Tuesday, 13 July 2010

Getting credit at the sentencing bank

Edit: In Karpinski v The Queen [2011] VSCA 94, Weinberg JA voiced a concern over the way R v Renzella [1997] 2 VR 88 is now being applied [at 7]:

Any accused who has been wrongly imprisoned is, of course, the victim of a grave injustice. It does not follow, however, that it is society’s duty to ameliorate that injustice by giving the accused credit for the time spent in custody when he is sentenced at a later time for entirely unrelated offending.

s 18 Sentencing Act 1991 requires pre-sentence detention to be reckoned in calculating the appropriate term of imprisonment to be awarded.

Time in custody for more than one reason (for example, awaiting trial while also serving a sentence for something else) can also be reckoned as time served. (When s 18 of the Sentencing Act did not allow for this, the common law still did: R v Renzalla [1998] 2 VR 88). Even when 'doubly warranted' a sentencing court can take some or all of that period of incarceration into account.

The use of custody that's wholly unconnected to the offences which the accused is being sentenced for is less clear. Callaway JA said in R v Kotsmann [1999] 2 VR 123 [at 137],

There can be no question of a person on remand who is subsequently acquitted acquiring a kind of bank balance on which to draw in relation to subsequent offences unconnected with the reason for custody ...

It wouldn't be a good look if a person who had been charged and acquitted, but who had spent 18 months awaiting their trial, were able to cash in on their 'credit'. They'd probably be foolish if they didn't take advantage of the 'debt' owed them by the State and commit some free crimes.

The weight of authority favours the existence of a discretion to take into account unrelated time in custody, depending on the circumstances of the case. The exercise is not mathematical, or confined to a strict ratio: Maxwell P and Weinberg JA in their joint judgment of Warwick v R [2010] VSCA 166 [at 10]. And the Court in Warwick's case suggested this discretion could change in the future [at 18 and 19]:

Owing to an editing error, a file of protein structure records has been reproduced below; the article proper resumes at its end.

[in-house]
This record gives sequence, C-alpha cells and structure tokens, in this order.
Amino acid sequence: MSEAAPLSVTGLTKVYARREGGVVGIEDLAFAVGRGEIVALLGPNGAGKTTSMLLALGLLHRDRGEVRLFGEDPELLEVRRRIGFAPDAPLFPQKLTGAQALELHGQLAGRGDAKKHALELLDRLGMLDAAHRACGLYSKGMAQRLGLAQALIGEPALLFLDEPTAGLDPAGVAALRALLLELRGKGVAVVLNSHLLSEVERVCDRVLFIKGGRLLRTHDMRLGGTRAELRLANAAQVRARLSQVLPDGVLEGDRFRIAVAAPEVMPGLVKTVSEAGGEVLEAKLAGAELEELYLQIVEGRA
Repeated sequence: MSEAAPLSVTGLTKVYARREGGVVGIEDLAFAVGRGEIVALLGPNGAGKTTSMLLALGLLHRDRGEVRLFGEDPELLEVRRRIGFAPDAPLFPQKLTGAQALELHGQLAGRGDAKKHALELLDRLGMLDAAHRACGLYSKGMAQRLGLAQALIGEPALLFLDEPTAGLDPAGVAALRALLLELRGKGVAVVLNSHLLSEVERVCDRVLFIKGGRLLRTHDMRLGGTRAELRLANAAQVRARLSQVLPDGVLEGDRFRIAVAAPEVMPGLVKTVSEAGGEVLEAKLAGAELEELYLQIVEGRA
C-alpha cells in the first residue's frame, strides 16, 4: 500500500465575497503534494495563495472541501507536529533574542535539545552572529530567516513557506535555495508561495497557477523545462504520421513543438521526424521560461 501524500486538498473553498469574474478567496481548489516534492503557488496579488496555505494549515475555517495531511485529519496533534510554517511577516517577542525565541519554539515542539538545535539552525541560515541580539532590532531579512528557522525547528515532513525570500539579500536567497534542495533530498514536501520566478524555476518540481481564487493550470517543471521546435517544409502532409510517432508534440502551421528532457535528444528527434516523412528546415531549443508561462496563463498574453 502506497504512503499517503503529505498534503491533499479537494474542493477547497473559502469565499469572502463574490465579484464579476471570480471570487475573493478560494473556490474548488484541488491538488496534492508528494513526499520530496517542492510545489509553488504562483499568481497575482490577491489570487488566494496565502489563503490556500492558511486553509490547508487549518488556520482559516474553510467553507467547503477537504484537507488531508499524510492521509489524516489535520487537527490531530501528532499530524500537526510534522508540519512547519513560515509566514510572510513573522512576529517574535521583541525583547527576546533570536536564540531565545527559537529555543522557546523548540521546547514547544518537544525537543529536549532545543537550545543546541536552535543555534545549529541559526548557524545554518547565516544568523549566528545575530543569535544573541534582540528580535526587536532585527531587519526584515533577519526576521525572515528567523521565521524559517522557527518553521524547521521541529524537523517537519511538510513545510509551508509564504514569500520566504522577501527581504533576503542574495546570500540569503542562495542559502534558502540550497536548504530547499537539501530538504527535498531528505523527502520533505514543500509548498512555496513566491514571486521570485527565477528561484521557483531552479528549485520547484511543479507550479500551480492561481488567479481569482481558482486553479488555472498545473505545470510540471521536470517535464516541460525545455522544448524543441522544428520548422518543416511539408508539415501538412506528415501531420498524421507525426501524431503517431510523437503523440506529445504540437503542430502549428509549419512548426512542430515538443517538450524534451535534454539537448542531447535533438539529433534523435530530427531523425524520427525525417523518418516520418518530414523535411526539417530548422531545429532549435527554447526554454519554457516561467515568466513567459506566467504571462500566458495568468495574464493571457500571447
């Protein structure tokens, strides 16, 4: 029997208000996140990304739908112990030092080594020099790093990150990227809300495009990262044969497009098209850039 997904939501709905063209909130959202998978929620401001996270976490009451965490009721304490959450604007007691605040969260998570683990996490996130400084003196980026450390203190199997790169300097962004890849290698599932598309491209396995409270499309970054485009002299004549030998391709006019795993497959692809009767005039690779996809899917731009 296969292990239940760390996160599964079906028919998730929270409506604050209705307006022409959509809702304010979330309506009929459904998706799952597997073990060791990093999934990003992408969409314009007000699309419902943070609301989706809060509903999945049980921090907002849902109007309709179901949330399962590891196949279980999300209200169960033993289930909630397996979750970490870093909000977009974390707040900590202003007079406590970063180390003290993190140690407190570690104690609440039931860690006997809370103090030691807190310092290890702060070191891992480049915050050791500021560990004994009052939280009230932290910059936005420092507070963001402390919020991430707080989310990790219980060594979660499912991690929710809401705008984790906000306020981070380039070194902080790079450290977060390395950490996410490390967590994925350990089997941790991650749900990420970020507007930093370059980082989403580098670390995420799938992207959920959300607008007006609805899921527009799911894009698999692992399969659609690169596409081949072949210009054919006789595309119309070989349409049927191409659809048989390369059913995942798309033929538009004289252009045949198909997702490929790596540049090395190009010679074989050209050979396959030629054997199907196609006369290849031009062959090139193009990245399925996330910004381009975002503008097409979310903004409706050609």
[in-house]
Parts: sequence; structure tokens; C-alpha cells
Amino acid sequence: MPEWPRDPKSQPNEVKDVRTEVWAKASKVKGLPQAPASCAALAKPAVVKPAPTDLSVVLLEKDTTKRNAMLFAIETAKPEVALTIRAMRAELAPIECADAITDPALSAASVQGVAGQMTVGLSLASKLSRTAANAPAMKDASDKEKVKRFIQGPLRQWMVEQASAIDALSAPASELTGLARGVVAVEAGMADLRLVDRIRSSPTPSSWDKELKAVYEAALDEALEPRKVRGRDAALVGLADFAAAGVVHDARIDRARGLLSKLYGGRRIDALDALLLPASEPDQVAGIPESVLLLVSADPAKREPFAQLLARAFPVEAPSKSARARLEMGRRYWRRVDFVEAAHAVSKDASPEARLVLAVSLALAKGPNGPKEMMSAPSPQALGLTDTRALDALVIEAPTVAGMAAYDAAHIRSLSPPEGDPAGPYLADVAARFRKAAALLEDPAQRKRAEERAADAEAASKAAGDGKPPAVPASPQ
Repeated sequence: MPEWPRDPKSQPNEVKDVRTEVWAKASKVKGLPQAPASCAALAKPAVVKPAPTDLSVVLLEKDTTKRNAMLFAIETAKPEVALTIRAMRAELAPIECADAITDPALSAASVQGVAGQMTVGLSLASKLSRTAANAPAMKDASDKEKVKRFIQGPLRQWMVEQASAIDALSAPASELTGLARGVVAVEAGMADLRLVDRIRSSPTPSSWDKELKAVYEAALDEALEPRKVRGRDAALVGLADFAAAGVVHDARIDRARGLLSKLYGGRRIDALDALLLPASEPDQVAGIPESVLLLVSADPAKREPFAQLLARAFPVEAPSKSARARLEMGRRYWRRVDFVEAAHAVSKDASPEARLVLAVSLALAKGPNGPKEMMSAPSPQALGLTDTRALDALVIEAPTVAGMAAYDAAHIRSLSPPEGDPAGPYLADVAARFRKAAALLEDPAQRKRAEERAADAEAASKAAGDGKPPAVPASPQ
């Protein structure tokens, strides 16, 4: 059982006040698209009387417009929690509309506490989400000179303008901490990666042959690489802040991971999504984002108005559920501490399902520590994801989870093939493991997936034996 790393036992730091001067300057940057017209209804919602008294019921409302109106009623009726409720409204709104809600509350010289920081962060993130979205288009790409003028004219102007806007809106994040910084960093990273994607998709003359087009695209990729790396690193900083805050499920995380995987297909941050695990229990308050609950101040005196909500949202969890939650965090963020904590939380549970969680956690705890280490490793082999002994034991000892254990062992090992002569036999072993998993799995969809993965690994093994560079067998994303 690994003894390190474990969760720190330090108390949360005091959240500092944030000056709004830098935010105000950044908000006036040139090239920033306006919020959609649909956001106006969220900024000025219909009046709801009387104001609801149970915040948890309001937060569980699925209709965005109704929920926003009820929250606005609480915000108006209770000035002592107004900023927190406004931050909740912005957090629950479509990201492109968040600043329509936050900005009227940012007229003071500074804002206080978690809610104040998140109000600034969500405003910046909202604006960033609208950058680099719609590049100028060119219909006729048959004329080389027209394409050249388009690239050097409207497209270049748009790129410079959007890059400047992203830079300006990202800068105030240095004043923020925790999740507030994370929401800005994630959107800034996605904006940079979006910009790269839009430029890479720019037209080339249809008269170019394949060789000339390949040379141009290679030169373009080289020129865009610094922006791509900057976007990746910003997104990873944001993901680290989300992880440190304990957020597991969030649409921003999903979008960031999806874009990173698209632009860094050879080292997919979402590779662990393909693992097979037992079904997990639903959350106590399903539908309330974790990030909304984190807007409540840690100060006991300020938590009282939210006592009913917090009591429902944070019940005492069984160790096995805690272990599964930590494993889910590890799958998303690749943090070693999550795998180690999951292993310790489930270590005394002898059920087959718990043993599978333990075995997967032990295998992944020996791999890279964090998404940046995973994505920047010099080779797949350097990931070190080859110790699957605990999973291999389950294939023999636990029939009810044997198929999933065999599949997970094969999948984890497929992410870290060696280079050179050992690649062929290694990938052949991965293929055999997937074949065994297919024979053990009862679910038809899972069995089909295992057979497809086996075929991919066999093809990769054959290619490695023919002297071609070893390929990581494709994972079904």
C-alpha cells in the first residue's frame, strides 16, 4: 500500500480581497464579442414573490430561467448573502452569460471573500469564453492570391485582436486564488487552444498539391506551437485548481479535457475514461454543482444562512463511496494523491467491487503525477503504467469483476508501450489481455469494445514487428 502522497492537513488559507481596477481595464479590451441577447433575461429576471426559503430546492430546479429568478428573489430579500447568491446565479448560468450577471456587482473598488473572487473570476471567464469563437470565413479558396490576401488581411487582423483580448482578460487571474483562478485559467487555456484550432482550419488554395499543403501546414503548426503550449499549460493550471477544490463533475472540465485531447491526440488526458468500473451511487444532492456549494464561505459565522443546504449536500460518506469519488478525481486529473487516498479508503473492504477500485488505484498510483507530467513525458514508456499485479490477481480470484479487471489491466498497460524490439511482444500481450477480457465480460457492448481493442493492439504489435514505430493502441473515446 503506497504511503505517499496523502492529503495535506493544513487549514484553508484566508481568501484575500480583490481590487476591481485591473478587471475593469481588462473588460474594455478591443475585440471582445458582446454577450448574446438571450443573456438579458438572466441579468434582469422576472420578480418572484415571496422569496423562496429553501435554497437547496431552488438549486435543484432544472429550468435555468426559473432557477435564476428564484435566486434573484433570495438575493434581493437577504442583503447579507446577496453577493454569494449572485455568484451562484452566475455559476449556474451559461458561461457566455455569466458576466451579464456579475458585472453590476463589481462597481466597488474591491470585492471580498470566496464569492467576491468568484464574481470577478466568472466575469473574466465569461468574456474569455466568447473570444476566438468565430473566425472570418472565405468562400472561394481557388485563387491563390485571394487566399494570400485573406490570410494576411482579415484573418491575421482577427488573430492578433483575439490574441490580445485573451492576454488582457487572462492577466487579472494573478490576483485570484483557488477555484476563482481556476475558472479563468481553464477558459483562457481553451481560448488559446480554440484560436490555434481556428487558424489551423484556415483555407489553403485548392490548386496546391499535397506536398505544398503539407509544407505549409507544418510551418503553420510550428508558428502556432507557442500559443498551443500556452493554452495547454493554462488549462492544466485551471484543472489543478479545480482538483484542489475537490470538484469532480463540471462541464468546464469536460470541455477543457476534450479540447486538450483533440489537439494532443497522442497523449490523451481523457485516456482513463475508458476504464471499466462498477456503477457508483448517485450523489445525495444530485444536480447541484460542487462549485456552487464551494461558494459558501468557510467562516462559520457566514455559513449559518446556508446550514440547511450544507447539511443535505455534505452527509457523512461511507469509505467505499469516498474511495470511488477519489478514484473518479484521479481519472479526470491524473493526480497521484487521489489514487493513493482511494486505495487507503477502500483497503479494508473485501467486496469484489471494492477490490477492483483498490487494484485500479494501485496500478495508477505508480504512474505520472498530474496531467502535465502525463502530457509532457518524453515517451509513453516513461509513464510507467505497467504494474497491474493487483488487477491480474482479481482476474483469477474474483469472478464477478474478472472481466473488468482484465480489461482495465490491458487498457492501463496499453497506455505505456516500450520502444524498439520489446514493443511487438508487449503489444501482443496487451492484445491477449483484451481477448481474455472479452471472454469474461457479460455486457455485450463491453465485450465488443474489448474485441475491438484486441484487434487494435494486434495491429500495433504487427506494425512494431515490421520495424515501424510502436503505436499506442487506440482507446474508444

It does seem to us, as we raised in the course of argument, that there may be a question for investigation as to the basis on which detention of that kind is thought to be relevant when the person comes to be sentenced for quite unrelated matters. In so saying, we recognise that there is obvious injustice where a person has served a term of imprisonment which he or she should not have served. In other jurisdictions, that injustice is addressed by formal procedures for compensation for such periods. No such system exists in this State.

The question which may require investigation is whether a form of judicial compensation, by way of sentence discounts in relation to other matters, is the appropriate way to deal with this species of injustice. As we have said, the law in Victoria as it stands is that it is properly dealt with in that way. As Weinberg JA pointed out, however, the logic of this approach would seem to be that ‘unjust’ imprisonment should always stand to a person's credit, however long after the event it is sought to be called in aid. As we say, that is a question for another day.

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